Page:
THURSDAY, Feb. 13, 2014 (HealthDay News) -- Many stroke survivors start driving again without any testing to ensure they can still drive safely, a new survey indicates.
Researchers from the Medical University of South Carolina found that more than half of the 162 stroke survivors in their study returned to driving following their stroke, with 59 percent of those returning within one month. Less than 6 percent of all stroke survivors received any formal driving evaluation before getting behind the wheel again.
"It's been my experience that even though one of the very first questions stroke patients ask is when they can go back to driving, very few will actually go and get a formal driving evaluation," said study author Dr. Shelly Ozark, an assistant professor of neurology.
"Some of that is the nature of stroke itself," she said. "Even though it can be a devastating illness, some people think if they have no problem walking or seeing, they're not affected. People don't necessarily recognize they have deficits."
Ozark said most states do not require such testing after a stroke unless it is for a commercial license.
"I don't think [stroke patients] should allow themselves or others to be put at risk without a formal assessment," she said. "We recommend they get formal testing by a trained driving examiner. There needs to be greater scrutiny at the state level as to the potential impairments of drivers returning to the road."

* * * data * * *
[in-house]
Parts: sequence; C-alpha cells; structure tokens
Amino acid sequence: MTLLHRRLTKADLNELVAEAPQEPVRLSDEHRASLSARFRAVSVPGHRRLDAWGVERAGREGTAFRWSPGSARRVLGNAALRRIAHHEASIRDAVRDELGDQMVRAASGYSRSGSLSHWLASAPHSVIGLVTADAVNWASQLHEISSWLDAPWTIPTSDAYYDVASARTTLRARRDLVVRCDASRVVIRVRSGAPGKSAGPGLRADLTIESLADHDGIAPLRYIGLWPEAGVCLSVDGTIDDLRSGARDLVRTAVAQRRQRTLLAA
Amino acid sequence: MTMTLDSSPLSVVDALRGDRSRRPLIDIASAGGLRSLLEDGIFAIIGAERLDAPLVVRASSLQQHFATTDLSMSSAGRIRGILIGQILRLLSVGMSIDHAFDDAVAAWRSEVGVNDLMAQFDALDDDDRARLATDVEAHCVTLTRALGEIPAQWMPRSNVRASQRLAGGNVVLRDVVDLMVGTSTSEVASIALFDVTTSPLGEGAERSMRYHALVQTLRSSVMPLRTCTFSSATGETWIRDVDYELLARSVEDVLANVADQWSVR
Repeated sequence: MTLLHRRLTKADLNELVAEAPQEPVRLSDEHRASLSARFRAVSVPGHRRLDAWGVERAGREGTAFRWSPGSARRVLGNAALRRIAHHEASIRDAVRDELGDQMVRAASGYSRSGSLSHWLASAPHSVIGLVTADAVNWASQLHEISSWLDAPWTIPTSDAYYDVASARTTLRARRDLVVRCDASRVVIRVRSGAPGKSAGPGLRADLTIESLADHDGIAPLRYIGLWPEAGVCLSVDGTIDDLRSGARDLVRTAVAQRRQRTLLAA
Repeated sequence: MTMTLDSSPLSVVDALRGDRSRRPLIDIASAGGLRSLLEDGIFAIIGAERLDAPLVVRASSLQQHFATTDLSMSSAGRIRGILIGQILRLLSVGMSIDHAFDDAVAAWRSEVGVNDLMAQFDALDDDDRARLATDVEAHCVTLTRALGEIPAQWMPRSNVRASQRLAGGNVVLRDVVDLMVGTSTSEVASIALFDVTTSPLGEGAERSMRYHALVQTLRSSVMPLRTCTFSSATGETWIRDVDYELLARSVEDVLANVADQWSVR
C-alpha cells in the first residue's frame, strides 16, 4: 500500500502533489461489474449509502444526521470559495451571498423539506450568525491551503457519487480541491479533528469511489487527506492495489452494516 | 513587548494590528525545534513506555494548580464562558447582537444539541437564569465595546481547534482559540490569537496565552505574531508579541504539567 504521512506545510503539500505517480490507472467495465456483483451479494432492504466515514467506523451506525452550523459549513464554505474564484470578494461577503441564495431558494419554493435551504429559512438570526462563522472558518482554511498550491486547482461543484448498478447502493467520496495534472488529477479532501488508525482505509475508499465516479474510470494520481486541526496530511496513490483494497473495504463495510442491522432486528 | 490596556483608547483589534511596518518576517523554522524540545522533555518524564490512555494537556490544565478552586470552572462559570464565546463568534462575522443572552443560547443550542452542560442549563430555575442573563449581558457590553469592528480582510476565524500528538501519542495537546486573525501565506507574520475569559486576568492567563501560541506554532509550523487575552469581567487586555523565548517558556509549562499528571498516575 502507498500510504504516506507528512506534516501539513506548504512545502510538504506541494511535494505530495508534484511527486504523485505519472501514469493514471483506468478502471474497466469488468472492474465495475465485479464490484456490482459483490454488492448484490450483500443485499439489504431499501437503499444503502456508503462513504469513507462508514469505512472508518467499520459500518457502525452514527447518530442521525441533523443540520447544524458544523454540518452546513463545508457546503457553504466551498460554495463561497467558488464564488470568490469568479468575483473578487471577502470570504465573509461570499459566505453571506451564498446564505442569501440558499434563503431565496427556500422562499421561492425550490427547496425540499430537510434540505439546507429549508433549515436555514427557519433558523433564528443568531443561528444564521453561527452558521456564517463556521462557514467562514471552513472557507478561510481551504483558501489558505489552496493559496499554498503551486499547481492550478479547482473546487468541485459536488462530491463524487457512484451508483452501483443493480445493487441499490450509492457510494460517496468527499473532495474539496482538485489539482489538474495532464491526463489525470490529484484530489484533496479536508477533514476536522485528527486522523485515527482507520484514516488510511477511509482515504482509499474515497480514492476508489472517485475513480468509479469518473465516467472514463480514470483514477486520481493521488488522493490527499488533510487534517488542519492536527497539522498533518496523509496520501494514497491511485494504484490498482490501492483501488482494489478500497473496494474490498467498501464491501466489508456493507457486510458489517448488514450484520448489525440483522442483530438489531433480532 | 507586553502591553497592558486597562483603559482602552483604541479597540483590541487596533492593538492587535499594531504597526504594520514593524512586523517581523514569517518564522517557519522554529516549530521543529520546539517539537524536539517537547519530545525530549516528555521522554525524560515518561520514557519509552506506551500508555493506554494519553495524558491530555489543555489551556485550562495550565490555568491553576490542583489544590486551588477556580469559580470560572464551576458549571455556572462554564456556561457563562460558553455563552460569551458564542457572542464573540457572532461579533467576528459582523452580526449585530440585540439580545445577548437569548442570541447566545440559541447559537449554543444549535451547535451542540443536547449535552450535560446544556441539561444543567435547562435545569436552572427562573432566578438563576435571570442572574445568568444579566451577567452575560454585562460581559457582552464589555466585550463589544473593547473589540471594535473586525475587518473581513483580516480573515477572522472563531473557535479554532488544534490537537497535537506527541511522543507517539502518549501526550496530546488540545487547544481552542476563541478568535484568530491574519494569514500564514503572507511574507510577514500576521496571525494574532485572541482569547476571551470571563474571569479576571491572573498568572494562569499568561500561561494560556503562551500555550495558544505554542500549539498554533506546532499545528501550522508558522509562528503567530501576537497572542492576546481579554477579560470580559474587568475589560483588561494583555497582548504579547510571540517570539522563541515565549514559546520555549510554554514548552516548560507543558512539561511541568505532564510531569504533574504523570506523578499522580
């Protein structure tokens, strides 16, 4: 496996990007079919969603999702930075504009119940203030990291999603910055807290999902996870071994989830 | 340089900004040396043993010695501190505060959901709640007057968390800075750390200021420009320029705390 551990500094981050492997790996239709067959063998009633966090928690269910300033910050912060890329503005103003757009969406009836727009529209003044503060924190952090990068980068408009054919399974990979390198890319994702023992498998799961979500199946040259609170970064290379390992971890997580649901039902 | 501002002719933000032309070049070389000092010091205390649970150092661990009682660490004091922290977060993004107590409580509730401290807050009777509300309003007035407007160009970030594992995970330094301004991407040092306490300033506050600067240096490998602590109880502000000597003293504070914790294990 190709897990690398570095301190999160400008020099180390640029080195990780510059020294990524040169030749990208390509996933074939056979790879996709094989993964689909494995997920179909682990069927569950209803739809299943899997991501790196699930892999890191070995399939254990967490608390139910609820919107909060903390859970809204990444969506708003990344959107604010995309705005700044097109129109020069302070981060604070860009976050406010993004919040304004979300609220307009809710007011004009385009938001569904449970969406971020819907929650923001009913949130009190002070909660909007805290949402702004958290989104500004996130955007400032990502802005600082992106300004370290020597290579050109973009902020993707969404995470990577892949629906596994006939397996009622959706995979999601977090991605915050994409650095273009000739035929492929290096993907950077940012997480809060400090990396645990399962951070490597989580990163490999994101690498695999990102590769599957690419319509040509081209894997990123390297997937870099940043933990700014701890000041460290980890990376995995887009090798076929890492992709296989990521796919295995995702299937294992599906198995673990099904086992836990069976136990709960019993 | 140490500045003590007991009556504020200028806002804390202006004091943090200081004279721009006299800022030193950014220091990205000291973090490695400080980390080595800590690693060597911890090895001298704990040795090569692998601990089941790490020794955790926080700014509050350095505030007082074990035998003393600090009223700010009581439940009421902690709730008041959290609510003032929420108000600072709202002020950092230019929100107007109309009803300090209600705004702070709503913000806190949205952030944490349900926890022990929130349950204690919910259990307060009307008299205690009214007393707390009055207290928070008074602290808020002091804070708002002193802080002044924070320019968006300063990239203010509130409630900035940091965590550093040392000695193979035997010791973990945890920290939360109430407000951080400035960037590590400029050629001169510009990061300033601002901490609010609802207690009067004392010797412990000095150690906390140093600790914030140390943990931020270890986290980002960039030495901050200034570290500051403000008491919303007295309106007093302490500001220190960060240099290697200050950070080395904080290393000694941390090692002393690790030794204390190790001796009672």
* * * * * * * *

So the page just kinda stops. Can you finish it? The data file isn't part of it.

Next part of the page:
The findings are to be presented Thursday at the International Stroke Conference in San Diego. Research presented at scientific conferences typically has not been peer-reviewed or published, so the results are considered preliminary.
Stroke is a leading cause of death in the United States, according to the U.S. Centers for Disease Control and Prevention. Nearly 800,000 people in the United States suffer a stroke each year, and one-quarter of those are people who have had a previous stroke.
The patients who were surveyed for the study a year after their stroke had experienced various degrees of stroke, ranging from mild to severe, Ozark said. Many physical and mental skills related to driving competence can be affected by stroke, she said, including vision, muscle strength, dexterity and attention span.
Although slightly more than 5 percent of patients returning to driving had received any formal evaluation of their driving skills, 11 percent reported that their stroke had a great effect on their ability to perform valued life activities, the study found.
But among those who said the stroke had no effect on their ability to perform valued life activities, nearly 46 percent decided to limit their driving anyway.
"That's something I don't have a good way of explaining," Ozark said. "Some just feel there's the potential for them to have another stroke ... and patients are often worried what the circumstances will be if they do have a second stroke."
Dr. Jay Volpi, a neurologist specializing in stroke at Houston Methodist Hospital in Texas, said stroke patients whose speech has been impaired often cannot read properly, which can affect their ability to interpret road signs.
"Among my patients, many times it's pretty obvious they're OK or pretty obvious they're never going to be able to drive again," said Volpi, who wasn't involved in the research. "But many times they fall in the middle range where we just don't know."
The American Stroke Association offers more on the impact of stroke.
SOURCES: Shelly Ozark, M.D., assistant professor, neurology, Medical University of South Carolina, Charleston; Jay Volpi, M.D., neurologist specializing in stroke, Houston Methodist Hospital, Houston; Feb. 13, 2014, presentation, International Stroke Conference, San Diego
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